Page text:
28 March 2011 Self-sensing properties of carbon-polymer composite (CPC) actuators
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Abstract
CPC (carbon-polymer composite) is a type of low voltage electromechanically active material, which is often built using two layers of electrodes containing nanoporous carbon separated by a thin ion-permeable polymer film; ionic liquid is used as electrolyte. In cantilever configuration, while low voltage (3 V) is applied to these electrodes, the CPC sheet undergoes bending. To date, virtually no research into sensing properties of these materials has been conducted. In order to determine the tip displacement (curvature) of the CPC actuator, change of surface resistance in the process of bending is measured. Within the scope of this paper, it is also to investigate whether the acquired signals are feasible for use as a feedback to the actuator's driving mechanism and thus creating a self-sensing CPC device. Experimental data is presented to report that both resistive and capacitive effects are present on surface electrodes and alter during the actuator's work-cycle.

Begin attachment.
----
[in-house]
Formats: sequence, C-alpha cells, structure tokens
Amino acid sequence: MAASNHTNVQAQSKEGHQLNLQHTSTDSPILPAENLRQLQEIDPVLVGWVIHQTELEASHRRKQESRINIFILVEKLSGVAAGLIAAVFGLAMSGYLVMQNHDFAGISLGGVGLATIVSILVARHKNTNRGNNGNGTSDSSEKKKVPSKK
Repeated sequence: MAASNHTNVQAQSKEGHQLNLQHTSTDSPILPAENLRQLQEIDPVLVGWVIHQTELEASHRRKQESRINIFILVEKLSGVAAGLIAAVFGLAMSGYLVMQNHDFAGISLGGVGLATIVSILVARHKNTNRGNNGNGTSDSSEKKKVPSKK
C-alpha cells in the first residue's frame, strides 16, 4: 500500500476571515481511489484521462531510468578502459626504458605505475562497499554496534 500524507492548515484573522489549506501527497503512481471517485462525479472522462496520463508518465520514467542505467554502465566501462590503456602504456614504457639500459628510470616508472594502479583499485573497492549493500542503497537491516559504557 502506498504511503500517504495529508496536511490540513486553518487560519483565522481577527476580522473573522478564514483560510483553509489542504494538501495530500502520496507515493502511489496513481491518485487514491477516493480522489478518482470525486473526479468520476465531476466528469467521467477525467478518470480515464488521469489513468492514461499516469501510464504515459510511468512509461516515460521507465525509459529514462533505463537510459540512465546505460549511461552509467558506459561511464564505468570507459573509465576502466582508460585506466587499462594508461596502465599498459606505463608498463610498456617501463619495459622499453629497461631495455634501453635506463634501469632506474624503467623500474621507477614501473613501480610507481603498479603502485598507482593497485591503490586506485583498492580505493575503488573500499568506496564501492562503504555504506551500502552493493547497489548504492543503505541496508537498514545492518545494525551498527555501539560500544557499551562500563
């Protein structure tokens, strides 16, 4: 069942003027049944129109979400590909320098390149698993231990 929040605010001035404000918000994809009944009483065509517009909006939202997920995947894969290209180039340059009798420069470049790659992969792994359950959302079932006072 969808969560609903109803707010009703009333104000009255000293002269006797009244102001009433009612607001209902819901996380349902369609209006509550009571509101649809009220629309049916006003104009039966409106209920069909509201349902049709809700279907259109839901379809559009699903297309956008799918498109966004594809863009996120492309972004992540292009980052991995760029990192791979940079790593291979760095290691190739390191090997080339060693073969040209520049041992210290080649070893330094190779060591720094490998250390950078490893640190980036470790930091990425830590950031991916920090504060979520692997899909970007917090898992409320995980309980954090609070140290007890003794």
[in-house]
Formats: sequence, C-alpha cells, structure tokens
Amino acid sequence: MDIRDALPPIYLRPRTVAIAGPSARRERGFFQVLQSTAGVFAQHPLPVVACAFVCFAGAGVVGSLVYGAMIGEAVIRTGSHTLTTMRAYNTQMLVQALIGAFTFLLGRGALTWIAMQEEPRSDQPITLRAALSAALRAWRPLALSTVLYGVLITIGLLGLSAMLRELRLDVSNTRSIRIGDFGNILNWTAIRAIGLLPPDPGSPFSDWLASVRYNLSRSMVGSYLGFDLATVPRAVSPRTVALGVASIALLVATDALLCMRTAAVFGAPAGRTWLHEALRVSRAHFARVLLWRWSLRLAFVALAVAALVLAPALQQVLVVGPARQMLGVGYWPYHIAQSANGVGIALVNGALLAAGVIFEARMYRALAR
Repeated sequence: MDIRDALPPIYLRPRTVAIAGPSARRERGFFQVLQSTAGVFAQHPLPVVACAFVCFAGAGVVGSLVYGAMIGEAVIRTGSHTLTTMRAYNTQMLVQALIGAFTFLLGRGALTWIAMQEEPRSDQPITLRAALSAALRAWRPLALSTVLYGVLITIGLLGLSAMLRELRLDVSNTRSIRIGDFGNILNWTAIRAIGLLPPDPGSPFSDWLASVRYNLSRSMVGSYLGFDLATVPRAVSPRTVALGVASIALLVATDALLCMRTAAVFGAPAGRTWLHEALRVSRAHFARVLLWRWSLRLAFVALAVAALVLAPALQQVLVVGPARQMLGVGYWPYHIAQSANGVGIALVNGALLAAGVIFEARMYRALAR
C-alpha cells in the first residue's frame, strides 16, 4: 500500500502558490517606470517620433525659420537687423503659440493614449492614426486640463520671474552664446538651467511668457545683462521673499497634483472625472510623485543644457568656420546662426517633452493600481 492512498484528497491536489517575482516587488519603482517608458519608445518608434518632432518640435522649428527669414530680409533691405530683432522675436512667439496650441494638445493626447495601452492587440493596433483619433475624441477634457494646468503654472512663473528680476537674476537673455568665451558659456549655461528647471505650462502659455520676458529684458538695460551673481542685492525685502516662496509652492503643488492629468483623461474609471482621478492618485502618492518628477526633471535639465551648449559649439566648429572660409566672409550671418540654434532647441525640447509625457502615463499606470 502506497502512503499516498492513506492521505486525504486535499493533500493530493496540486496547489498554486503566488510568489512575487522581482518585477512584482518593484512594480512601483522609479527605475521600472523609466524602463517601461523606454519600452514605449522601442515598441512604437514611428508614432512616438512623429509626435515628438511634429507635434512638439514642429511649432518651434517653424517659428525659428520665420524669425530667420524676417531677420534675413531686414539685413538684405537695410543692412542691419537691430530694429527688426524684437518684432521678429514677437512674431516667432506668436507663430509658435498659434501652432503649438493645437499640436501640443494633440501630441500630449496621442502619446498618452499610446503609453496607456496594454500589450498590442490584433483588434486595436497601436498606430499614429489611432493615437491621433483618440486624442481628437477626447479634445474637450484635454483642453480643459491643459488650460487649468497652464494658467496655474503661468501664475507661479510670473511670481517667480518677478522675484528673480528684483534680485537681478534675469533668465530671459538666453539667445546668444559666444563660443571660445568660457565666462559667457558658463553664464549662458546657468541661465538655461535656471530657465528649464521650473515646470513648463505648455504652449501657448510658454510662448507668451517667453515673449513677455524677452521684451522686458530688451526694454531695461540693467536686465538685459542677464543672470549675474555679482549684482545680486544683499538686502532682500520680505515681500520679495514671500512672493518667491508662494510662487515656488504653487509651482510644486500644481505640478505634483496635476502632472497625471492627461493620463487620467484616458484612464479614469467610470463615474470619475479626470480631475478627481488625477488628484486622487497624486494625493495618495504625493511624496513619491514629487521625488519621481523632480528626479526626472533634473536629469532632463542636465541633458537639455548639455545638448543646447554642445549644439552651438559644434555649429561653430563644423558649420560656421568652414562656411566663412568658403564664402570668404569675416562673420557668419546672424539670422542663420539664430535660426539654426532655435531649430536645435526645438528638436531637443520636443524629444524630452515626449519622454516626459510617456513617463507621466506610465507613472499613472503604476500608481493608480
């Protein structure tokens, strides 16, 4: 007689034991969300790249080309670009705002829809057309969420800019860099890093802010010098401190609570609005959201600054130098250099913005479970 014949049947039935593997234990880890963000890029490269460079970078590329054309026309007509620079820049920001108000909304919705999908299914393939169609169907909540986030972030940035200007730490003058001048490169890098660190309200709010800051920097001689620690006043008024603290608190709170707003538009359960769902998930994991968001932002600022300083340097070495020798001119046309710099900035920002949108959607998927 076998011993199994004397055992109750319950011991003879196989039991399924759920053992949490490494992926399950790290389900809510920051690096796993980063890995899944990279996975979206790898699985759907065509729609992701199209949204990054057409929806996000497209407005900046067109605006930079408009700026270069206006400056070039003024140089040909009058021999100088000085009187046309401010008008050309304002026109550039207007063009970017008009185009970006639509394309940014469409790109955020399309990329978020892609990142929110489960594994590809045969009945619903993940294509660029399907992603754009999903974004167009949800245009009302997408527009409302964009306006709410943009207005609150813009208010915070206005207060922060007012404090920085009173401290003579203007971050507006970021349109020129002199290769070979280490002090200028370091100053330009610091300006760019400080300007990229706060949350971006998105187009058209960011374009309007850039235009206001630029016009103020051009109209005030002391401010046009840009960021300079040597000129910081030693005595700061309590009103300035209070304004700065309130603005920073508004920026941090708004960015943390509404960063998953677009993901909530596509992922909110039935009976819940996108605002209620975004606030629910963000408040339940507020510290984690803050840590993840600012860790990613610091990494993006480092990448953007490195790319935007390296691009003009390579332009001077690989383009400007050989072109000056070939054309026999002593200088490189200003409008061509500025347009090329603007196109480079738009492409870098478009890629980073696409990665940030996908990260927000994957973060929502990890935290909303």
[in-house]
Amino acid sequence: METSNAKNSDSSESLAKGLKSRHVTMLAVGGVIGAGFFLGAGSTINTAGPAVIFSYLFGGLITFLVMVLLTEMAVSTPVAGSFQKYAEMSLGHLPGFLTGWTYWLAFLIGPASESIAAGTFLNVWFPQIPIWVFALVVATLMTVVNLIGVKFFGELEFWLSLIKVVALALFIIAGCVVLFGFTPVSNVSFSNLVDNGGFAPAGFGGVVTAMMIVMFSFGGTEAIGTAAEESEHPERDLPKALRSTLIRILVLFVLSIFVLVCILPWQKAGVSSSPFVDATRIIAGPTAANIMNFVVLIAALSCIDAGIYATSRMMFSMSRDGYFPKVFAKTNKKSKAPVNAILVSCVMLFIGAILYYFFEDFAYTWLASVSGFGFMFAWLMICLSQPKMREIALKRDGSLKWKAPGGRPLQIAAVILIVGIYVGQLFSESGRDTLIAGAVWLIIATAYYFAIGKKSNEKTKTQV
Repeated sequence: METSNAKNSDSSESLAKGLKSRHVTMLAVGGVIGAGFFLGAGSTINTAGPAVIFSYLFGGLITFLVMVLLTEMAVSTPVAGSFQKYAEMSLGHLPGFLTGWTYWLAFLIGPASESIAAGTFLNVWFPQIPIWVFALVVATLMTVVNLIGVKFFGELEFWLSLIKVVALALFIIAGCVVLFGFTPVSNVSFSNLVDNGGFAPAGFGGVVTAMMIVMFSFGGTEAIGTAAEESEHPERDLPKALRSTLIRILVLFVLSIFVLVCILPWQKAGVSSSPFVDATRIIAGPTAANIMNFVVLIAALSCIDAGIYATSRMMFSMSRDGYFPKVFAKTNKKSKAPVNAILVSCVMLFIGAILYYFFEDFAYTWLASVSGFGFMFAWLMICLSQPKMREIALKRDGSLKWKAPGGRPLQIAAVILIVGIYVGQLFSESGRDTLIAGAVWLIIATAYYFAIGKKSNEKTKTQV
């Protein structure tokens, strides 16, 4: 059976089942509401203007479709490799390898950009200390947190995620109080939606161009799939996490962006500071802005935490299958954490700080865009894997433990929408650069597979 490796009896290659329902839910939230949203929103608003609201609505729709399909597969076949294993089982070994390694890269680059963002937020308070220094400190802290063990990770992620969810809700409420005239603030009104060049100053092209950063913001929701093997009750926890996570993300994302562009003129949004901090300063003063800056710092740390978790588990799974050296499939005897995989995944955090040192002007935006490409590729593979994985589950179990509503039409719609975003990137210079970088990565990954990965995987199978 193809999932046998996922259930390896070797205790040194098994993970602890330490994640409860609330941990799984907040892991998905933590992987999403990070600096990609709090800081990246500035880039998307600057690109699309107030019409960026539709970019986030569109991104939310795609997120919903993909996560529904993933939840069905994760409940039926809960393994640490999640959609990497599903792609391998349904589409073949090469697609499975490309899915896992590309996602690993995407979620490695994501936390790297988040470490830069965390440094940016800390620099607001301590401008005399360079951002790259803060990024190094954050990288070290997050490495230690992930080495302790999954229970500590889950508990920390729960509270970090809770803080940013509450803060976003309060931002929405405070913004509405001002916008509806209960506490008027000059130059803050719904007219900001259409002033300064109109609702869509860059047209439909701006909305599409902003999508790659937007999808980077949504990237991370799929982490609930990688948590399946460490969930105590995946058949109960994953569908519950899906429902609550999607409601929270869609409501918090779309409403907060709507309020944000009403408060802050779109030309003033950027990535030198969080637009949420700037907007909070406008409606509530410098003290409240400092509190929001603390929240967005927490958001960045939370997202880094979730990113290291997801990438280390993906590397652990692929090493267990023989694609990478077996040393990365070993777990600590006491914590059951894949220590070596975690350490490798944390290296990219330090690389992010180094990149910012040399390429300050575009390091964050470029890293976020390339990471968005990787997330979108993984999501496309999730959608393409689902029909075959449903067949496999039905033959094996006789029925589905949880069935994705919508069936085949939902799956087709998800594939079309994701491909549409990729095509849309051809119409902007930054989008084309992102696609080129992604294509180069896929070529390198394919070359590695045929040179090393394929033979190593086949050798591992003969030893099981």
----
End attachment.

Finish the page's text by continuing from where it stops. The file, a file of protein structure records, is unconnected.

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Karl Kruusamäe, Andres Punning, Alvo Aabloo, "Self-sensing properties of carbon-polymer composite (CPC) actuators", Proc. SPIE 7976, Electroactive Polymer Actuators and Devices (EAPAD) 2011, 79760Q (28 March 2011); doi: 10.1117/12.880386; https://doi.org/10.1117/12.880386
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